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I have one compressed SSH tunnel with one tunnel and multiple connections over it. Data in every connection tunneled is rather homogeneous, but compressing an interleaved stream will obviously make the compression worse. How does SSH compress data with several connections:

  1. On TCP connection level (i.e. one compressed stream, one zlib compression state)?
  2. Or on logical in-tunnel connection level (multiple logical streams over one TCP connection, zlib state for each one)?

Implementation is OpenSSH.

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1 Answer 1

up vote 5 down vote accepted

Compression is negotiated along with encryption and stream authentication and applies to all data passed over the SSH connection including the protocol commands as well. Compression, when used, is applied followed by stream authentication, and then encryption. The resultant data is what is sent over the Internet. All tunnels/port forwardings/terminal sessions are sent through the same compression stream. The Transport Protocol for SSH is specified in RFC4253.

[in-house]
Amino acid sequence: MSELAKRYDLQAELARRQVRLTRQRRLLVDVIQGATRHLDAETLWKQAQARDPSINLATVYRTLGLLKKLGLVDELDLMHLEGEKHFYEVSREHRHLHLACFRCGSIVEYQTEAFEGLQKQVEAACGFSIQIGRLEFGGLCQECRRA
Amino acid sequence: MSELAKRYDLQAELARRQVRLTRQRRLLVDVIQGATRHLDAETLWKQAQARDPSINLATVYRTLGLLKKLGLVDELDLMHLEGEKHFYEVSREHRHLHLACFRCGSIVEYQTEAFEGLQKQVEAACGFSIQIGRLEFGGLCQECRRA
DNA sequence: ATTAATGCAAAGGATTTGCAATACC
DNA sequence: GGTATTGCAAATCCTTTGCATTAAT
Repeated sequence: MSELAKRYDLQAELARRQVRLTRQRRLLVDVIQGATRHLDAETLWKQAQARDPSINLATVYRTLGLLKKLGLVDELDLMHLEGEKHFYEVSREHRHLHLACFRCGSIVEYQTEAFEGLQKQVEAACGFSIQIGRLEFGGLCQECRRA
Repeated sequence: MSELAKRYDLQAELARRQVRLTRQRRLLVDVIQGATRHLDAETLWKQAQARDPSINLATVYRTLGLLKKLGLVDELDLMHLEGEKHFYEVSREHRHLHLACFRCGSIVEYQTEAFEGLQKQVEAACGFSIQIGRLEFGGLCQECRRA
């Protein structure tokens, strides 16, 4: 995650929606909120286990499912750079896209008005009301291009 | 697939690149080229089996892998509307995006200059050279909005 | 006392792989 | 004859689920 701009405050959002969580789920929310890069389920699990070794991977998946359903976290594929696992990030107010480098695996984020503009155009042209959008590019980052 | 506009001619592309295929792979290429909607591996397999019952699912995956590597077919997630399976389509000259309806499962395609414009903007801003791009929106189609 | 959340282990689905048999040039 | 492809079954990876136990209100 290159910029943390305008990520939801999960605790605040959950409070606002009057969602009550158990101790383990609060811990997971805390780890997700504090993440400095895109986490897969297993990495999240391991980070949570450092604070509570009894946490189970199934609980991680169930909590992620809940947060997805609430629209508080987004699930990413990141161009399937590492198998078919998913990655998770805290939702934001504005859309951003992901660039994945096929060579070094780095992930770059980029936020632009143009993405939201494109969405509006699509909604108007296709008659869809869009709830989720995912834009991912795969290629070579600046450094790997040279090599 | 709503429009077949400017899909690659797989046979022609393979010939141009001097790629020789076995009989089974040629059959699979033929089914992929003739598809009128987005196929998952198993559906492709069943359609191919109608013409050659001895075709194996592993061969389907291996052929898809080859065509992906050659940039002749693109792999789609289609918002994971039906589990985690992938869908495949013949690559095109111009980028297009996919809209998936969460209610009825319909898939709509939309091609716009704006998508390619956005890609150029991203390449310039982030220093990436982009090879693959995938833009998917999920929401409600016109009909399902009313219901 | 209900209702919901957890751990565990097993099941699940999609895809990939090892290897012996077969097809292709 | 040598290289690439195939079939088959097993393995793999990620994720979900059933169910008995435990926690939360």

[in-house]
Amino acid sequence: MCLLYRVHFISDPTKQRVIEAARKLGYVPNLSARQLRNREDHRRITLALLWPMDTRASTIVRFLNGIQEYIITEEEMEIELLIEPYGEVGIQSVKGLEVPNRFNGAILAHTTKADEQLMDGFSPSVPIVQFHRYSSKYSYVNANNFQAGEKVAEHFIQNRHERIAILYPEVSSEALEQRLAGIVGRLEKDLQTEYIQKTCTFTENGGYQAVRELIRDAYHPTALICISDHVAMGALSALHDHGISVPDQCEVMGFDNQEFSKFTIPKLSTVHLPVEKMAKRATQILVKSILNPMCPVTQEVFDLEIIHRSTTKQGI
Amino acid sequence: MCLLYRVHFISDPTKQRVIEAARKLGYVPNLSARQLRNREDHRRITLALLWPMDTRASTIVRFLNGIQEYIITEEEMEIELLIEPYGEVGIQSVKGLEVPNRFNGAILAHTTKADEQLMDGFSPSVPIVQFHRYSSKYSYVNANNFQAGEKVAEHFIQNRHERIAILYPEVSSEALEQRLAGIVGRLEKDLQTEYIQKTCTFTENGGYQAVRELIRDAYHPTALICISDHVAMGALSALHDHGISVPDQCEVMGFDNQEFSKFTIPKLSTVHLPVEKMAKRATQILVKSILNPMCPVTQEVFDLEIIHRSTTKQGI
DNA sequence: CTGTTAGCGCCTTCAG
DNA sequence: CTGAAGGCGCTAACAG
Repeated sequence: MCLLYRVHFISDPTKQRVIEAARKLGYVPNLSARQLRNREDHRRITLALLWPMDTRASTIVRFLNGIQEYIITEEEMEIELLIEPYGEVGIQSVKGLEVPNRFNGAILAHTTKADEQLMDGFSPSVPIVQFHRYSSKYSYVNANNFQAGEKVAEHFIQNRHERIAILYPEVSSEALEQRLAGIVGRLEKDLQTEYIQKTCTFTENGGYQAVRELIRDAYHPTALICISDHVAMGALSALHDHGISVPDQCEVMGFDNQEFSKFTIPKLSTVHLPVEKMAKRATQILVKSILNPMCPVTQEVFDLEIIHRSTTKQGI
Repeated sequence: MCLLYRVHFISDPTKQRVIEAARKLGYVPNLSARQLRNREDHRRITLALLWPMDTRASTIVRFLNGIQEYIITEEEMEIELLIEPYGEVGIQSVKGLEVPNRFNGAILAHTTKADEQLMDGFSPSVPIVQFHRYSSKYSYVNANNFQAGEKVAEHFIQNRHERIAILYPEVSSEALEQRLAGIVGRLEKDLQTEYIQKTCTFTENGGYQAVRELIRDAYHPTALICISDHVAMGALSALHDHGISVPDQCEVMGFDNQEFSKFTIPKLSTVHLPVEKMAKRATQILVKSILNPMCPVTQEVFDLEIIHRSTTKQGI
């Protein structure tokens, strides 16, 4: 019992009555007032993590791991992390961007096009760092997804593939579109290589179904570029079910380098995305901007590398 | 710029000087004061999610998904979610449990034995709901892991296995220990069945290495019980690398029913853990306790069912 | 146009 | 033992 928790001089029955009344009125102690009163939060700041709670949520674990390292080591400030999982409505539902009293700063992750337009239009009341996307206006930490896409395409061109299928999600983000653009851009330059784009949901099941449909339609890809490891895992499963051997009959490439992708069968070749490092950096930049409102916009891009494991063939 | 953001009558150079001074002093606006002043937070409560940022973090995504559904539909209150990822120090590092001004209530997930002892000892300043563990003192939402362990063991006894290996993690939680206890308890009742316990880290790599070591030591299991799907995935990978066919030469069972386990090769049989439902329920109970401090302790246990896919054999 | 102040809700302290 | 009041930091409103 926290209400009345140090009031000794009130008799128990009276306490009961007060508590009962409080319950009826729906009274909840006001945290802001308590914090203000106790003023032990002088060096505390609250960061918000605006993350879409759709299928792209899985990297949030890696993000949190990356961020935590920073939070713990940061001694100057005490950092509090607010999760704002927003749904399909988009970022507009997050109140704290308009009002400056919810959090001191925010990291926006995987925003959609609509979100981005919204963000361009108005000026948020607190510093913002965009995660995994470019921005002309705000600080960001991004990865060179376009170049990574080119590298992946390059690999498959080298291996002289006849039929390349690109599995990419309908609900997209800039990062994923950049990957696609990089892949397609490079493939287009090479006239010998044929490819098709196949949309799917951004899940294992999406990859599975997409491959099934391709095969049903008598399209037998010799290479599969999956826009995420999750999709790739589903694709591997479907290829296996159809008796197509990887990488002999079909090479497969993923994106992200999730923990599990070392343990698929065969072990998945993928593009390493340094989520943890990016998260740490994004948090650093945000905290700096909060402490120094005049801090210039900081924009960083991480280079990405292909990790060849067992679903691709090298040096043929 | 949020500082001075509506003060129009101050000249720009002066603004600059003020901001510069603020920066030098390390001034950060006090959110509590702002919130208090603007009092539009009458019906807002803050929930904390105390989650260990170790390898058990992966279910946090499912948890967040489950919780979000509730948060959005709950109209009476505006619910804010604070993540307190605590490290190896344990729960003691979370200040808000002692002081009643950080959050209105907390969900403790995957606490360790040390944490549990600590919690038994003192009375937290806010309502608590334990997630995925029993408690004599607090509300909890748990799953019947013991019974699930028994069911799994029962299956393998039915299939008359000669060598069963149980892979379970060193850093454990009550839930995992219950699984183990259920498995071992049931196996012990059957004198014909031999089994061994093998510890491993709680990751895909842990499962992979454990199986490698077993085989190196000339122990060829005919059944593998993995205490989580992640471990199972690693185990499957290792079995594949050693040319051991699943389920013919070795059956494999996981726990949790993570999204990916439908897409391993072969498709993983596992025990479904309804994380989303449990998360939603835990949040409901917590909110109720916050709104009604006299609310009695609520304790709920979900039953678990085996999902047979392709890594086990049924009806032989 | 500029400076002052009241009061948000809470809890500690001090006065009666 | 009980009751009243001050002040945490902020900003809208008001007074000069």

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It sounds like if you're sharing your ssh tunnel with somebody, this provides an attack vector for them to derive information about the nature of your traffic by measuring variations in latency and throughput.. –  R.. Apr 21 '11 at 5:27
    
@R.. Someone monitoring the TCP packets with no knowledge of what's going on inside can determine this as well. Since TCP uses Acknowledgements, it's easy for someone to determine the RTT, latency, and Jitter by just watching TCP. Bandwidth is always observable. –  penguin359 Apr 21 '11 at 15:49
    
But someone sharing your tunnel (local interface) might not be able to sniff your external-interface traffic, so this could be leaking additional information they would not otherwise have. –  R.. Apr 21 '11 at 16:41
    
@R.. well, you shouldn't be sharing an SSH Tunnel with an untrusted user anyways. Regardless, compression has nothing to do with detecting latency. Even if compression was independently applied to each tunnel inside an SSH connection, latency would still be the same for the whole connection since TCP enforcing data ordering across the whole TCP connection. Once a packet is sent, northing else can be read by the receiver until that first packet is properly received. If one tunnel using compression sends a large file, it will affect other data going through that SSH connection. –  penguin359 Apr 21 '11 at 17:02

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